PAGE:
In regards to build quality, the casing is all plastic and does not feel as high quality as the flagship T-series ThinkPads, however it’s far from being chintzy and given the $500 or so price tag you’re getting an above average build and durability for the price. The keyboard is of course very good, we’ll cover more on that later in the review.
The ThinkPad Edge E430 has a 14.0” screen with 1366 x 768 resolution. There are no options to upgrade the resolution, though you can choose between either glossy (VibrantView) or matte (AntiGlare). If you’re a business user I highly recommend sticking with the standard matte screen finish, it reduces eye strain which is important when you have to stare at a screen for several hours on end. As far as screen quality, the E430 screen is nothing to write home about, but it gets the job done and is certainly bright enough for indoor use. The viewing angles are just so-so, below are some pictures I took of the screen tilted at various angles:
Keyboard and Touchpad
The ThinkPad Edge E430 has a chiclet style keyboard, something you’ll see in most laptops today and rumor has it will make its way into all of the ThinkPads released this year. The use of an island style keyboard does have the benefit of offering more spacing between keys and also preventing my personal peeve of seeing crumbs get between keys never to be seen again (I know, you shouldn’t be eating or drinking over a keyboard, but many still do it). The downside of a chiclet style design is that if you have long fingernails they may get caught under the more raised type keys, and if you really hate change then the different key spacing may throw you off.
With that all said, despite the different design the E430 keyboard feels much like a regular ThinkPad keyboard -- each key has a nice travel distance and a very solid stroke, there is no flex or “clickety-clack” going on at all. The keyboard allows you to move your fingers fast and the noise is minimal even if you’re a key punishing typist like myself. One complaint is that the The Page Up and Page Down keys are ridiculously small and poorly located on the lower right side.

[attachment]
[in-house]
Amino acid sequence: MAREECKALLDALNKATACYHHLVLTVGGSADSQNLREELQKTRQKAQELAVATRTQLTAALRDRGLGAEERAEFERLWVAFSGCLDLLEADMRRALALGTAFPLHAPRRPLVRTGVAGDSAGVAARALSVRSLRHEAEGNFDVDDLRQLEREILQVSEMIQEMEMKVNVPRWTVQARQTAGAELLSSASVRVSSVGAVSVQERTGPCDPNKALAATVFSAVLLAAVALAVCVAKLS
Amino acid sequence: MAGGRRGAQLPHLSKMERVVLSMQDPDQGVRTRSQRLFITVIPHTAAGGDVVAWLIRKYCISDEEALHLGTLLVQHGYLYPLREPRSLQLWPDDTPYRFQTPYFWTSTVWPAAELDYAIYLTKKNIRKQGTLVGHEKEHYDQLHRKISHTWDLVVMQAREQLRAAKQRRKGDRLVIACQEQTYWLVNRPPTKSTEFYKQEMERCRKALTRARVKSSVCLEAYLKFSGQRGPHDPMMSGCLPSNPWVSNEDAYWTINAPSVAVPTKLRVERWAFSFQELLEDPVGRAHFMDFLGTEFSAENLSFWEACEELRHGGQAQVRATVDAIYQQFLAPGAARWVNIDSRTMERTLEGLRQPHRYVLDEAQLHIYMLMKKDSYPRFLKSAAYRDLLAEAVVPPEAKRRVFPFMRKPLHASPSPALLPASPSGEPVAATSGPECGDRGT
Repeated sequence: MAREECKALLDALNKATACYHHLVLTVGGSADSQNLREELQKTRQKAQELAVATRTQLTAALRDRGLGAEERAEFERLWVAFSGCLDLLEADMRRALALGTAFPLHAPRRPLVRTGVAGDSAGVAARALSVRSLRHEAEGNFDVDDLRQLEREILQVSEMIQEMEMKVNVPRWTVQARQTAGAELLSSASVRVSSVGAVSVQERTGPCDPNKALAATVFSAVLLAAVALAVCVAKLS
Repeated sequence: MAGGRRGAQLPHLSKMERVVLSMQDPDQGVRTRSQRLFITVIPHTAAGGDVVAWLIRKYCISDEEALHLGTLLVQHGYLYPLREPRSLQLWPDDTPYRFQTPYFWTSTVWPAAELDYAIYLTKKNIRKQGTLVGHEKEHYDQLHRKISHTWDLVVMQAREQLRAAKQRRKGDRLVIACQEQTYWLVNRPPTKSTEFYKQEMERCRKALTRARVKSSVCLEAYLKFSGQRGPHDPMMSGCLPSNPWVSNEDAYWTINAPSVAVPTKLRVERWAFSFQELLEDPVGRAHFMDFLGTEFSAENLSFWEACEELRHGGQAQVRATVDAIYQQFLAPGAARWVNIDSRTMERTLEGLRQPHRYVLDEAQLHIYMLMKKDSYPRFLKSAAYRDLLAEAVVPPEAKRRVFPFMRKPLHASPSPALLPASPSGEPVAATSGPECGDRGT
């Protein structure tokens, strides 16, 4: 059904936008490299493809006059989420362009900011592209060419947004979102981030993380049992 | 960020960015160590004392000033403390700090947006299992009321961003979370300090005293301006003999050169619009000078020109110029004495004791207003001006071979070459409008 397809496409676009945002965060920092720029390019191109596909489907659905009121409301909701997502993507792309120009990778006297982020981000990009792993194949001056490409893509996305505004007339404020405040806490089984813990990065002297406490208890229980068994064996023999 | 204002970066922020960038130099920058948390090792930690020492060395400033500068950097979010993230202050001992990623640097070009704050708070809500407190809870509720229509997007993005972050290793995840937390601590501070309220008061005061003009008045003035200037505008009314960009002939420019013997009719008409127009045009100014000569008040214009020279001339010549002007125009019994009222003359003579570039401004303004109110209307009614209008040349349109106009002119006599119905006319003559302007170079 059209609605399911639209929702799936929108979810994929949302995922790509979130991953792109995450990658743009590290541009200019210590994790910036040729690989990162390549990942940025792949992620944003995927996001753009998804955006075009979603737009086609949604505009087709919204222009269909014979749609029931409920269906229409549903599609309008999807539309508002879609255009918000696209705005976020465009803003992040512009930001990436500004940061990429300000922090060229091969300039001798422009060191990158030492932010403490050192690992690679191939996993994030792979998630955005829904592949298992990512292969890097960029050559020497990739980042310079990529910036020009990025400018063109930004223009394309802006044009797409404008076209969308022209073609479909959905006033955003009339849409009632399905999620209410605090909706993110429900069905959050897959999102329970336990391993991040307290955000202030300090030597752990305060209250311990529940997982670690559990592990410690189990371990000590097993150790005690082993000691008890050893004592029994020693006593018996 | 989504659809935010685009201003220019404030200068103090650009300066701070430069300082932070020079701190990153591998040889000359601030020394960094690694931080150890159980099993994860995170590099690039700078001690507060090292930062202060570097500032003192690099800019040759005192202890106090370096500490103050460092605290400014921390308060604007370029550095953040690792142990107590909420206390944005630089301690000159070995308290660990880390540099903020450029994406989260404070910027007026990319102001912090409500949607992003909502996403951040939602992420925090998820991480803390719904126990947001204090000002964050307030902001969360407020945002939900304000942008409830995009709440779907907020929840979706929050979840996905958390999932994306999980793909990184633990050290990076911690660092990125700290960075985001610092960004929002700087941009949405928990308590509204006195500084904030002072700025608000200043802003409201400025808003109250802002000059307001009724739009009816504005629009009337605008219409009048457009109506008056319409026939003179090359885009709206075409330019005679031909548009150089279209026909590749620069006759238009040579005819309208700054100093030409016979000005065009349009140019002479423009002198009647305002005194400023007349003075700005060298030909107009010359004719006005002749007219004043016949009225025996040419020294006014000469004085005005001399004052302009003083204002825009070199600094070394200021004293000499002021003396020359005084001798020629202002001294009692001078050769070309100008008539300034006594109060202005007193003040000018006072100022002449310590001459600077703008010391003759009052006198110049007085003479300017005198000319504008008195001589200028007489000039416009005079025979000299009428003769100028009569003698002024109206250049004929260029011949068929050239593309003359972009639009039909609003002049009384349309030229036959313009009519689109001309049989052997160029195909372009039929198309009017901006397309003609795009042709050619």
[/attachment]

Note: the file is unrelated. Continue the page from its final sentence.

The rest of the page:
The touchpad on the E430 is a generous size which is nice for moving the cursor around the screen if you prefer the touchpad over the pointing stick. There are left and right mouse buttons integrated into the bottom of the touchpad, just like the clickpad you get with the MacBook Pro. Personally I prefer using the red pointing stick Lenovo puts in the middle of the keyboard, it’s nice to have this feature on a laptop that cost just over $500 – generally it’s reserved for expensive $1,000+ business laptops.
ThinkPad Edge E430 Review Conclusion
If you’re on a budget, as many small and medium business buyers are these days, then the ThinkPad E430 with its quality build and good performance is a great buy in the mid $500 range. The E430 is small and light enough to carry around from meeting to meeting and can easily be plugged into a larger monitor via HDMI or VGA out when you’re at your desk. The design of the Edge series is a little more modern than the boxy classic ThinkPads; the curved edges, option of a colored lid and illuminated ThinkPad logo are just a few examples. That said, the E430 is still not going to really turn heads in public. Nonetheless, if you’re a practically minded person and you don’t need a flashy computer but rather one that is built well, costs a reasonable amount and gets the job done then the E430 should be on your short list to consider.